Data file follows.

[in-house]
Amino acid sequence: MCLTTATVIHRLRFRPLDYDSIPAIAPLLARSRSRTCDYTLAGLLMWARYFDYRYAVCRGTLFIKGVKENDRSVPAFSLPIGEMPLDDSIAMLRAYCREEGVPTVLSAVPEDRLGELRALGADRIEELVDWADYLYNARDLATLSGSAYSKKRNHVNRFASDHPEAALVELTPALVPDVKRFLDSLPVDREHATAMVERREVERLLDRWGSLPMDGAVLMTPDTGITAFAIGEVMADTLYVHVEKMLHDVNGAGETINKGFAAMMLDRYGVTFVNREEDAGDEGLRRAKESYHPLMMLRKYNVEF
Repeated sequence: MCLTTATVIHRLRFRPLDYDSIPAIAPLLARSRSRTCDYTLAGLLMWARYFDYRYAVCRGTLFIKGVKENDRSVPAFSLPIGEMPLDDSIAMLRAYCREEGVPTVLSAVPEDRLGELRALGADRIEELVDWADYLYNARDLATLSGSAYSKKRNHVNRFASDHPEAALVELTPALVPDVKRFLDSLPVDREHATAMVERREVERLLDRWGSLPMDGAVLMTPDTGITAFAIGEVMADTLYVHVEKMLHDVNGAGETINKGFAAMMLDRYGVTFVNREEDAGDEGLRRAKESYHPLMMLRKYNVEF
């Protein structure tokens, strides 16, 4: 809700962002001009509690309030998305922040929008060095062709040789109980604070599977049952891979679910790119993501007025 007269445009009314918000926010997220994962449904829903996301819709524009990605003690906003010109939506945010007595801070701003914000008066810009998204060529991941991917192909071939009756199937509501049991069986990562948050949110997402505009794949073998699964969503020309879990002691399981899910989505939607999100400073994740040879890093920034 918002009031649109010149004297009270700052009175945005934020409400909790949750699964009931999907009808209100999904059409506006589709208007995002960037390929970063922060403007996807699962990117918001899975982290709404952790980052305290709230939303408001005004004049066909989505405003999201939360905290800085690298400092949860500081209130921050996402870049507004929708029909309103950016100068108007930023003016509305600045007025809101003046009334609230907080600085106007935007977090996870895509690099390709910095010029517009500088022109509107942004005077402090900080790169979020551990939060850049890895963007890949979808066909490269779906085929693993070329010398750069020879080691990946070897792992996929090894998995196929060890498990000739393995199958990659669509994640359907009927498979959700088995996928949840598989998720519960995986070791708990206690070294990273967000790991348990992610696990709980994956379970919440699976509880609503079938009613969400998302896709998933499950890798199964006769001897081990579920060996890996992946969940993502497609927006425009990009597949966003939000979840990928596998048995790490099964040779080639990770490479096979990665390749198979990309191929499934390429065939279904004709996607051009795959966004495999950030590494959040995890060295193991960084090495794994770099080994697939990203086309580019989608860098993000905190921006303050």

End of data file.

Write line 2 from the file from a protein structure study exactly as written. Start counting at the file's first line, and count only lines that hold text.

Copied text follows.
Amino acid sequence: MCLTTATVIHRLRFRPLDYDSIPAIAPLLARSRSRTCDYTLAGLLMWARYFDYRYAVCRGTLFIKGVKENDRSVPAFSLPIGEMPLDDSIAMLRAYCREEGVPTVLSAVPEDRLGELRALGADRIEELVDWADYLYNARDLATLSGSAYSKKRNHVNRFASDHPEAALVELTPALVPDVKRFLDSLPVDREHATAMVERREVERLLDRWGSLPMDGAVLMTPDTGITAFAIGEVMADTLYVHVEKMLHDVNGAGETINKGFAAMMLDRYGVTFVNREEDAGDEGLRRAKESYHPLMMLRKYNVEF